Hinduism is a broad umbrella for many different schools of philosophy and religious thought. The common bond among Hindus is that they all accept the central truths proclaimed by the Vedas and the Bhagavad Gita. However, interpretations of these truths diverge depending on the lens of the particular Hindu tradition under which these truths are viewed. It is in the Bhagavad Gita that Krishna speaks to Arjuna about the meaning of life and how to attain the goal of life. The term “Bhagavad Gita” translates literally into English as “The Song of God”. The Bhagavad Gita is sometimes called the fifth Veda, and it is embedded in the epic civil war of Mahabharata.
The Mahabharata war was a battle between two dynasties of princes (Pandavas and Kauravas) who were cousins (Kane,1958; Pusalker, 1996). The father of Pandavas, Pandu, who had been the king, had died when his sons were still young. The kingdom, thereafter was looked after by his brother Dhritrashtra (who had been blind since childhood), until it could be passed on to the rightful inheritors, the Pandavas. However, Dhritrashtra’s sons, the Kauravas, schemed to have the Pandavas killed so that the entire kingdom would fall into their hands. When the many methods and plans employed over the years to destroy the Pandavas failed, the issue came to a head and the dispute between Pandavas and Kauravas became open. With various neighboring Kings choosing either one side or the other, the conflict escalated into a major national battle for the control of Bharata (the old name for India). Krishna played a critical leadership role in attempting to stop the war. Having failed in diplomacy, Krishna took the role of the charioteer for Arjuna in the Mahabharta war.
While the scholarly debate on the historicity of Mahabharata and the date it started is likely to continue, for most Hindus, the reality of Krishna has never been in question. Indeed, stories about Krishna as a mischievous child, a playful boy, a young man, a lover, a friend, and a warrior, who became the ruler of Dwarka in Western India, have captivated the Indian imagination since time immemorial. Krishna could be well described by Max Weber’s notion of ‘charisma.’ Weber defined charisma as a special quality in the personality of the leader by which he, “…is set apart from ordinary men and treated as endowed with supernatural, superhuman, or at least specifically exceptional qualities.” (1947: 48).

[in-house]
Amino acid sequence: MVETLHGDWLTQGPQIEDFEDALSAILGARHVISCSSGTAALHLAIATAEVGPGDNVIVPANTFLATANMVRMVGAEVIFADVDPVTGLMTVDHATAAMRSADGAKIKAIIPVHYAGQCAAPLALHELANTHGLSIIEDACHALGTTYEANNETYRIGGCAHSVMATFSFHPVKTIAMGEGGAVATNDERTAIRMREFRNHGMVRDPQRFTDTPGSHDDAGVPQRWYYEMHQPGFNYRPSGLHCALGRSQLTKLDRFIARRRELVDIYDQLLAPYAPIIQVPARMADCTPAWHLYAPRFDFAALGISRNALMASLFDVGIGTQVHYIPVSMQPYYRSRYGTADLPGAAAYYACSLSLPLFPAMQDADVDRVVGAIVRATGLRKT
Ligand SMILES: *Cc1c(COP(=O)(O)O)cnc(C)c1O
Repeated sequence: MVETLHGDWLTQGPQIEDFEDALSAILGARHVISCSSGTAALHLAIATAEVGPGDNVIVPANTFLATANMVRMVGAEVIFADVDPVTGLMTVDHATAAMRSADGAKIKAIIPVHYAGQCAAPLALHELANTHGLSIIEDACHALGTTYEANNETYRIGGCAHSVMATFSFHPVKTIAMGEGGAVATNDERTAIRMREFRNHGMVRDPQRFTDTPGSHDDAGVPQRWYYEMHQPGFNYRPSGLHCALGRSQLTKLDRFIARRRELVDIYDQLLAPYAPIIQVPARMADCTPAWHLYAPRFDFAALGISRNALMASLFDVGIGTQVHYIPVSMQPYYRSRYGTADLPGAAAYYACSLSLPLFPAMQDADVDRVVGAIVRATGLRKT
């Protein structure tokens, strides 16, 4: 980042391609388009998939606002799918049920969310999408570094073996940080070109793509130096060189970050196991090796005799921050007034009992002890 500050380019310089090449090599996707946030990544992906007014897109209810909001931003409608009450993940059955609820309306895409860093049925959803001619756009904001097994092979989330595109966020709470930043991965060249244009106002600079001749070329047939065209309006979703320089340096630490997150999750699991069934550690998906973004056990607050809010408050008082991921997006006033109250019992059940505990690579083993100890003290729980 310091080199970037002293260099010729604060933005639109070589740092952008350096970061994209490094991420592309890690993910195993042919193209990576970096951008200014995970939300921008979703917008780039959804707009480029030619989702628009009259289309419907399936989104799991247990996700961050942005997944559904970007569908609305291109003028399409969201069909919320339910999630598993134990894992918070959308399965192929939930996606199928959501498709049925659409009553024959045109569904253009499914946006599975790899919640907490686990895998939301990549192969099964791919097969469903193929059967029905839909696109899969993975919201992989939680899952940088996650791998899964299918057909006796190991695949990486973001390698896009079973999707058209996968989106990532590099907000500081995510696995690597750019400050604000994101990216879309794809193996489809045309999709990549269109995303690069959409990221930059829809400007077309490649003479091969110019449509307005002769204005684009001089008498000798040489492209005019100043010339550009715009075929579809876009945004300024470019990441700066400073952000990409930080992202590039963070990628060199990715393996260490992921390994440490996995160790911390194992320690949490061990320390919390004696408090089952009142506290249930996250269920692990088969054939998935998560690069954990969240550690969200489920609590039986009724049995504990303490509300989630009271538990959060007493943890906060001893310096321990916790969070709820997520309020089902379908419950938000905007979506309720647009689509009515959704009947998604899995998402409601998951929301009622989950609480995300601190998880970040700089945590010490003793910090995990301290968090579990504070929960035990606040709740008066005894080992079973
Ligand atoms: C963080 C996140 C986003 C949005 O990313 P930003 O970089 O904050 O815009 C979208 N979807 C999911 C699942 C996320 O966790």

In Hinduism throughout the ages, Krishna has remained as the clearest example of one of the most charismatic and transformational leaders who with his great power of intuition adapted himself to every situation and inspired his followers to do their duty and achieve the goals and objectives that had been set forth. We see Krishna taking a variety of leadership roles both before and during the Mahabharata war. The two most prominent roles Krishna takes are that of a servant-leader and the transformational leader.
Krishna as a Servant-Leader
In the servant-leader model, the goal of leadership is viewed primarily as service. Servant-leaders take into account the interests of those they lead and put the interests of the followers above their own self-interest. Servant-leaders facilitate the growth and development of their followers, promote community, share power and resources, and provide the support needed to help achieve the goals that lead to the common good of individuals and the community as a whole (Greenleaf, 1977; Spears and Lawrence, 2002). In the context of this perspective, we see that Krishna meets the criteria of a servant-leader.
The following background of Krishna helps us to assess this aspect of his leadership style.